Global economic crisis leads to job cuts in South Africa

By G.T. Maqhubela
5 September 2015

Amid a commodity price rout and rising costs, mining houses like Anglo American, Glencore, Kumba Iron Ore, Sibanye Gold and Lonmin have announced plans to shed some 10,000 jobs in South African gold, coal, iron and platinum mining.

Anglo reported losses of US $3.02 billion for the six months to ending in June compared with a profit of US $1.46 billion in the same period a year earlier. The company said it would cut a third of its workforce to 98,000 through the sale of 15 assets and retrenchments over the next two years.

Lonmin, the world’s third largest platinum producer, announced it would shut five platinum mines, deepening its job losses from an initially planned 3,500 to 6,000 jobs. A 44 percent decline in the platinum price since 2011 has made many mines unprofitable. Business Day reported that Lonmin claimed consultations with its workforce on shaft closures and 6,000 job cuts remained “positive and realistic”, and that its downsizing programme was nearly complete.

Glencore announced in July that it would cut 380 jobs at its Optimum Coal unit and shut part of the mine due to lower coal prices. This prompted the African National Congress (ANC) government’s Mineral Resources Minister Ngoako Ramathlodi to temporarily order the suspension of all operations at the mine, citing the “inhumane” way Glencore planned to carry out job cuts.

“We are heading for a jobs bloodbath,” Mike Schüssler, economist at Johannesburg-based Economists.co.za, said in an interview with the News24 web site on July 24. “We’ve already lost thousands of jobs in mining,” Schüssler continued, “and it looks like we’re going to lose more with commodity prices coming down this quickly, added to the complication of … higher electricity and water rates.”

At least 50,000 jobs are at risk in the steel industry. Firms considering retrenching or closing shop include ArcelorMittal SA in the town of Vereeniging, Evraz Highveld Steel and Vanadium in Mpumalanga province and the Scaw Metals Group. Economists calculate that should the entire steel industry collapse under the current flood of cheap Chinese imports, 190,000 jobs are on the line, including in industries downstream in production.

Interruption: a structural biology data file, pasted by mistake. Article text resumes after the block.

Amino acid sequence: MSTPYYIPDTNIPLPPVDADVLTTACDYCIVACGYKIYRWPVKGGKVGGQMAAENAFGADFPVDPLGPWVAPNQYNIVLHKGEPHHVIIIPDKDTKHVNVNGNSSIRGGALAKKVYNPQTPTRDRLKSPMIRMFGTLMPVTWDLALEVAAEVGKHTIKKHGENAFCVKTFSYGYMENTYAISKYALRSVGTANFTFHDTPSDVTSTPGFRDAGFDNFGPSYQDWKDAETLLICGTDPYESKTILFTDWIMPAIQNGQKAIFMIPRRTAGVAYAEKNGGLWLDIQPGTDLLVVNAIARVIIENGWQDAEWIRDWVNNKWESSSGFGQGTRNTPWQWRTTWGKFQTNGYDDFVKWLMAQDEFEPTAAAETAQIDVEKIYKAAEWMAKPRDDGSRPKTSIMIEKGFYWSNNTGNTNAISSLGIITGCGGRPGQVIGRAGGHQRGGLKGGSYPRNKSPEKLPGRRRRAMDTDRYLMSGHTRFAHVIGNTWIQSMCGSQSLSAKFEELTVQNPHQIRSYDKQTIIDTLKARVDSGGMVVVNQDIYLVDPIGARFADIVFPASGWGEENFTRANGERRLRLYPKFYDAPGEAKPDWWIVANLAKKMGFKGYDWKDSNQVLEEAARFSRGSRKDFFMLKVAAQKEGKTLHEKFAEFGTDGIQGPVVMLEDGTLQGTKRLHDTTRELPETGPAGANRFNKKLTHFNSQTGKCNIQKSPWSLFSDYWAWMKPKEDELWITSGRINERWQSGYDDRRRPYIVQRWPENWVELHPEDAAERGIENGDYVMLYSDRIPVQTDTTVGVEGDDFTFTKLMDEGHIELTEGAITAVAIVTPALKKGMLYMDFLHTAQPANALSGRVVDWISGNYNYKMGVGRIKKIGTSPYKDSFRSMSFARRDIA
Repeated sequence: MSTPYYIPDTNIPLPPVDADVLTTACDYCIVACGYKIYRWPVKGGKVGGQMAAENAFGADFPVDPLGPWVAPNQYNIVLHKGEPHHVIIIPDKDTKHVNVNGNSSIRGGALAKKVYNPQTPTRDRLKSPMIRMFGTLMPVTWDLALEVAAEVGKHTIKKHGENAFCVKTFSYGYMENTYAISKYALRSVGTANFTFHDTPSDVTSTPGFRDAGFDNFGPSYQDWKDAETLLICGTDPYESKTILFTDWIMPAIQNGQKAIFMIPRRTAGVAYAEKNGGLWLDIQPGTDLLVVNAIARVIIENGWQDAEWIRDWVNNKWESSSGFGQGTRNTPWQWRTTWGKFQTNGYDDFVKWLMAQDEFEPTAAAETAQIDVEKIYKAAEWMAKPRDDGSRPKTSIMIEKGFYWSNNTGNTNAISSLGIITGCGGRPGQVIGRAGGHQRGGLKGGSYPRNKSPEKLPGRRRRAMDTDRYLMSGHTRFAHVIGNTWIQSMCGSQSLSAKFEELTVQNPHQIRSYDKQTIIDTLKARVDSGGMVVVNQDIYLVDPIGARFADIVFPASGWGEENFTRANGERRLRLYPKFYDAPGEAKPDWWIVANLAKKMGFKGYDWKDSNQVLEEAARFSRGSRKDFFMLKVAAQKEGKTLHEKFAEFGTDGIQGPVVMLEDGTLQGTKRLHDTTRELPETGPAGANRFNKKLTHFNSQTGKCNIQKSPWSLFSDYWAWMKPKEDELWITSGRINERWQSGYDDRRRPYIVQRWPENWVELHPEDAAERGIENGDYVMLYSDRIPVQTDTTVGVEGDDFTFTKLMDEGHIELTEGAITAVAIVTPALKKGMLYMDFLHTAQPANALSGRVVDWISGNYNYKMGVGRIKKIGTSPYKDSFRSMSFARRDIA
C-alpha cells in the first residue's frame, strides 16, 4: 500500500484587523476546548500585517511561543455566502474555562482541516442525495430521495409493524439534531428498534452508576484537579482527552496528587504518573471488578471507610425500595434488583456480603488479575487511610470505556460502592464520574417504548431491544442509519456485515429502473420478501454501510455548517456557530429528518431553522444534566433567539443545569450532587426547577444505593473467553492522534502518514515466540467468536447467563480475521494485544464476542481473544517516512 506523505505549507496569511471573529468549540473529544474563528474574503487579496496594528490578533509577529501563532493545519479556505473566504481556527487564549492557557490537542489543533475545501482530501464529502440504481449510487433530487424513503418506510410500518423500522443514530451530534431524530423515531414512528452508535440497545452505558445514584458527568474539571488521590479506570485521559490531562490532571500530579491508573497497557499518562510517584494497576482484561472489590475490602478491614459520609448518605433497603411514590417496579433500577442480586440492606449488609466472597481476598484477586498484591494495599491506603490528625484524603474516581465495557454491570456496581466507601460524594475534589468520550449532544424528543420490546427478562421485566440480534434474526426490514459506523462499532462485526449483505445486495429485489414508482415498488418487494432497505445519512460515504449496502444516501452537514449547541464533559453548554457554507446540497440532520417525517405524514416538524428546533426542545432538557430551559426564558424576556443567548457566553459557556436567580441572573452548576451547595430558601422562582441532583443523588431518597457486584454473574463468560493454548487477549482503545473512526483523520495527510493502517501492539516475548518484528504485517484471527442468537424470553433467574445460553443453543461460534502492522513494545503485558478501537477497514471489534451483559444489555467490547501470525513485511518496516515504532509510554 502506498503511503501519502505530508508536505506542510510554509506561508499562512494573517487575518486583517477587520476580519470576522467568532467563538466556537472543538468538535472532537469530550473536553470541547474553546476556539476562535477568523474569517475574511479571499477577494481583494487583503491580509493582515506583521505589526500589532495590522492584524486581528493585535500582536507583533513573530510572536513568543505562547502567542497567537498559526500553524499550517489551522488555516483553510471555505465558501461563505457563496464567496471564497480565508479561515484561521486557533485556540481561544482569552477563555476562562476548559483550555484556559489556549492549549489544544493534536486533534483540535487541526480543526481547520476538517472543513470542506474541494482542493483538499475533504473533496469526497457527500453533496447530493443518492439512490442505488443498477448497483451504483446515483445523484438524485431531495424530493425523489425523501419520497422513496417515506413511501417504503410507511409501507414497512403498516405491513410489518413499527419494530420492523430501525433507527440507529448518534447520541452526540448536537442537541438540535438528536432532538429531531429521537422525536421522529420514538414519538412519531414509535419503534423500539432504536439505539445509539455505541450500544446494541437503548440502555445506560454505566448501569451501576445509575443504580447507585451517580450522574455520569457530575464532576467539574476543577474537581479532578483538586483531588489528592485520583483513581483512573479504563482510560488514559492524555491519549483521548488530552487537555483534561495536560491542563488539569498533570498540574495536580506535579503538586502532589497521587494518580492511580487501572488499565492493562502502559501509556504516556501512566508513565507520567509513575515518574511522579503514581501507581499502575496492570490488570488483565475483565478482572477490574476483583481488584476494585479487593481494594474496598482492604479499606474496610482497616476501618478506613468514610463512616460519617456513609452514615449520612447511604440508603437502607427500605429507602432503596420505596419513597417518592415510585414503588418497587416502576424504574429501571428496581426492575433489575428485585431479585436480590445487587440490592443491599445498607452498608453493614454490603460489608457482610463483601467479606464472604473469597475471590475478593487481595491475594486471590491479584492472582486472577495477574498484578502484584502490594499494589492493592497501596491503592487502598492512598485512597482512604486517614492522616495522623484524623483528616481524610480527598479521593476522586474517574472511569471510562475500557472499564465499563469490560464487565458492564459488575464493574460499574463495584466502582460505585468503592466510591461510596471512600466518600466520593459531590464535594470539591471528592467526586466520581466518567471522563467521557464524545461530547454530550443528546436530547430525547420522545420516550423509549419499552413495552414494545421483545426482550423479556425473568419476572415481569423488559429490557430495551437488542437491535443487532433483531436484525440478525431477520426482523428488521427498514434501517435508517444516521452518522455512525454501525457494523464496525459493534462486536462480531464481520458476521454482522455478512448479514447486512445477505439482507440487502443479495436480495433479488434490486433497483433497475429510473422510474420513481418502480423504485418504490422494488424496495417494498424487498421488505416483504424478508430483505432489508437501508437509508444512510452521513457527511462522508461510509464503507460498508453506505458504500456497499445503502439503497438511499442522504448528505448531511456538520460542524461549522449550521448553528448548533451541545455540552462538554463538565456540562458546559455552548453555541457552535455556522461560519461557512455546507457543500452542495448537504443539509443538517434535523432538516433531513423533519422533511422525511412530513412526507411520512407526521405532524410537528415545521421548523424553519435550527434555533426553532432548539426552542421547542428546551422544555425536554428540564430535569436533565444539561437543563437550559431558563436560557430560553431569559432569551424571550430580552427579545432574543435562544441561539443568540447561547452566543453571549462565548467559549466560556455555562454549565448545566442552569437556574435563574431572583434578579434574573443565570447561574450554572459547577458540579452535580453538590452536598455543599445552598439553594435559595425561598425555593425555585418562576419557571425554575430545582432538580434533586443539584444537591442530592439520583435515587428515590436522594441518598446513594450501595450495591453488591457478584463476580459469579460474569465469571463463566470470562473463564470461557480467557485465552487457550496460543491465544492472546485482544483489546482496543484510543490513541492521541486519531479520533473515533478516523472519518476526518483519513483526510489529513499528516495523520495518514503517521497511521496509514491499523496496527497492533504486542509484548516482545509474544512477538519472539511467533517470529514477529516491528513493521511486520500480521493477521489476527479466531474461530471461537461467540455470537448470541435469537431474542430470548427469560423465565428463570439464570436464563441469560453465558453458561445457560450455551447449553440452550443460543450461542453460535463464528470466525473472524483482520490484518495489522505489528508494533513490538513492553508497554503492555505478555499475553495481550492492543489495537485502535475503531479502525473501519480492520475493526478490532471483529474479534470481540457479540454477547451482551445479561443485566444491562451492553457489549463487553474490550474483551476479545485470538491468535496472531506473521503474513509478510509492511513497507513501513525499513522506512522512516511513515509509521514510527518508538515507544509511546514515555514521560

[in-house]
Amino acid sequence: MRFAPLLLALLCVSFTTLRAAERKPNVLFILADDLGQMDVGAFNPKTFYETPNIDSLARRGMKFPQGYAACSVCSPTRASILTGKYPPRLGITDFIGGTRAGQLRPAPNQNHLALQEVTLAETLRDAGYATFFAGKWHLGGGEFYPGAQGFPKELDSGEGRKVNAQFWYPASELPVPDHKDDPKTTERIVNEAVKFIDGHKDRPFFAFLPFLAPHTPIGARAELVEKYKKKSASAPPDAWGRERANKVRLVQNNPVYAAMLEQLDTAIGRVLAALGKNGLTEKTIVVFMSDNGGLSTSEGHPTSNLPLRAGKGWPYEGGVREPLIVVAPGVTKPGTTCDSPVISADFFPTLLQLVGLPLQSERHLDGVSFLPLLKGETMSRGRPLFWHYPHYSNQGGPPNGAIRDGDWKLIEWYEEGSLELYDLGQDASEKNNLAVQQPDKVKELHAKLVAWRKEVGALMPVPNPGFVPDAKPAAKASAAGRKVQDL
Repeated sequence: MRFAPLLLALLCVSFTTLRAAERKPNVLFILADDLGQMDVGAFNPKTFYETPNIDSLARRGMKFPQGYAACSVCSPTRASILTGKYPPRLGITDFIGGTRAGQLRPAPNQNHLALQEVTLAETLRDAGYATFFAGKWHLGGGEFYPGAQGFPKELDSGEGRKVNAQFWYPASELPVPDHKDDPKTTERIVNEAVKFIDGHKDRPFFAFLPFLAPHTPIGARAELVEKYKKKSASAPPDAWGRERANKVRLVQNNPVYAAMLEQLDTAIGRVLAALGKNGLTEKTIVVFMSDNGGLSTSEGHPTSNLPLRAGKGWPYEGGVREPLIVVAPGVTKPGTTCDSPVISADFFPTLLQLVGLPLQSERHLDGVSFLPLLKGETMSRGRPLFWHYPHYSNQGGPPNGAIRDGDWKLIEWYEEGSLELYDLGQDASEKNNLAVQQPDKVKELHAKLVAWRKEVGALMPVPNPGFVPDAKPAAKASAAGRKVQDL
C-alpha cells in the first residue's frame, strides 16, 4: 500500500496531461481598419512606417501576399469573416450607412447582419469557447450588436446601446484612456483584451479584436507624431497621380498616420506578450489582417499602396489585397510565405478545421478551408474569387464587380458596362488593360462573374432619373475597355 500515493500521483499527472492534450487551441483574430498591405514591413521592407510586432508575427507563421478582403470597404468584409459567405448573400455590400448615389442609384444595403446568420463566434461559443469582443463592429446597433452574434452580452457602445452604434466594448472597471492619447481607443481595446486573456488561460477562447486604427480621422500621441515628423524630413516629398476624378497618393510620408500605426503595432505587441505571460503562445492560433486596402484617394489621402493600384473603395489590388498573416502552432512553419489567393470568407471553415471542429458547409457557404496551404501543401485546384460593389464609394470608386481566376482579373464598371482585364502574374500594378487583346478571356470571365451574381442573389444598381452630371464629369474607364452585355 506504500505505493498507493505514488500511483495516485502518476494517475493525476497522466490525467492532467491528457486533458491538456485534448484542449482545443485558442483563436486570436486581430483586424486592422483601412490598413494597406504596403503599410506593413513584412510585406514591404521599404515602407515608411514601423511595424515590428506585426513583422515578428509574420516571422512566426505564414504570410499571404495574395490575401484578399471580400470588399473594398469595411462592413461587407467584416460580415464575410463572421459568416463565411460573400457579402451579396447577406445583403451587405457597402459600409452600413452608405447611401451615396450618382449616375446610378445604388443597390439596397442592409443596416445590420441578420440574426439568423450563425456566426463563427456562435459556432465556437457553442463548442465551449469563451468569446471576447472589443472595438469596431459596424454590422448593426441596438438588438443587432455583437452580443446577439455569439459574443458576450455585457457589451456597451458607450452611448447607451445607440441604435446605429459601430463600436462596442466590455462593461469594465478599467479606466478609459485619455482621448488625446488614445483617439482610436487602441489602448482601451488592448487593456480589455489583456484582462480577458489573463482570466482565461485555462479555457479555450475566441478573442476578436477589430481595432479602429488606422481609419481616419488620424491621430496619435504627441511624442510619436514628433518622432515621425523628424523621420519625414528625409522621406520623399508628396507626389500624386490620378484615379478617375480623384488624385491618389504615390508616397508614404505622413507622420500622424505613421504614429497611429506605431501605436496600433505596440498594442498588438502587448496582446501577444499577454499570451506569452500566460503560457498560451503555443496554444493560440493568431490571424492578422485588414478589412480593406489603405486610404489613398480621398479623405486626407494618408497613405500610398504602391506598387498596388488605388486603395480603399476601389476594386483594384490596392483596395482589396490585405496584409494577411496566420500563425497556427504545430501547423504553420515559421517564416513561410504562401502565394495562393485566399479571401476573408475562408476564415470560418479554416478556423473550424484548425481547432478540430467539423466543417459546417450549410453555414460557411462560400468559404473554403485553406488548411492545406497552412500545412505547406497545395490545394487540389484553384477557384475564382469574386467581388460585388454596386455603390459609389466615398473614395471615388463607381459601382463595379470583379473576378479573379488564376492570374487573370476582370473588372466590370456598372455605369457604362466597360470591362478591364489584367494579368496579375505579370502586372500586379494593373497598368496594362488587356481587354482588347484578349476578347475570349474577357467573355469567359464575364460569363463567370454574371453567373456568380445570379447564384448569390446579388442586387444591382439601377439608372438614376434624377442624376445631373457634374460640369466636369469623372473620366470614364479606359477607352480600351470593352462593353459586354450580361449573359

The closure of the ArcelorMittal plant would lead to about 1,200 workers losing their jobs, according to CEO Paul O’Flaherty. Evraz said it might halve its workforce of 2,242.

The metals and engineering sector as a whole shed an estimated 16,000 jobs at the end of the fourth quarter of 2014. Despite some short-term gains since, retrenchments accelerated in the second quarter of 2015 and will do so again in the third quarter, according to Steel and Engineering Industries Federation of Southern Africa chief economist Henk Langenhoven.

Following urgent talks between government, steel producers and trade unions, Trade and Industry Minister Rob Davies last week slapped a 10 percent ad valorem duty on certain steel products, which are currently imported free of duty.

The helping hand from Davies is supposedly contingent on steel producers refraining from increasing prices for the products subject to the duty. They are also required to honour commitments to reduce prices on some products.

In addition, ArcelorMittal SA—which supplies some 70 percent of all steel in South Africa and has consistently rebuffed government demands to lower prices—must invest an additional R250 million (US $18.79 million) in its colour-coated line of steel. Safal Steel must invest an additional R300 million in its metal coating line in 2017. Both companies also have to commit to zero retrenchments in these production lines over the next three years.

The steel industry deal came on the heels of a similar announcement in platinum mining. Government, mining companies and trade unions made a “commitment” on August 27, following crisis talks, that South Africa would promote the use of platinum as a reserve metal similar to gold.

Other efforts in support of the platinum mining industry include an undertaking that mine owners sell off distressed assets, instead of shutting mines down, and that government “streamline” labour laws. The parties issued a statement to the effect that “all stakeholders would not unreasonably withhold the extension of the consultation period [leading up to retrenchments] as per the Labour Relations Act.”

With the US Federal Reserve preparing to raise interest rates, the pressure on the South African currency has intensified. The rand is down some 12 percent against the US dollar this year alone, having been on a losing streak since 2011. On August 24, it traded as low as R14.0682 per dollar.

The following day, Statistics South Africa announced that gross domestic product had fallen 1.3 percent in the second quarter, with the mining sector shrinking 6.8 percent, manufacturing sustaining a similar fall, and agriculture contracting 17 percent. Last year growth was limited to 1.5 percent, the slowest pace since 2009.

South Africa exports mainly raw materials to China, its biggest trading partner. The rand was thus negatively affected by the recent devaluation of the yuan following efforts by the Chinese regime to boost lacklustre economic growth through cheaper exports.

Expressing the disorientation of the bourgeoisie amid the systemic breakdown of the global capitalist order, Deputy President Cyril Ramaphosa said on his recent trip to Japan that the Chinese economic slowdown is a concern for all other economies. “Obviously,” he added lamely, “our economic sector ministers have to sit down and discuss precisely how we should respond to this.”

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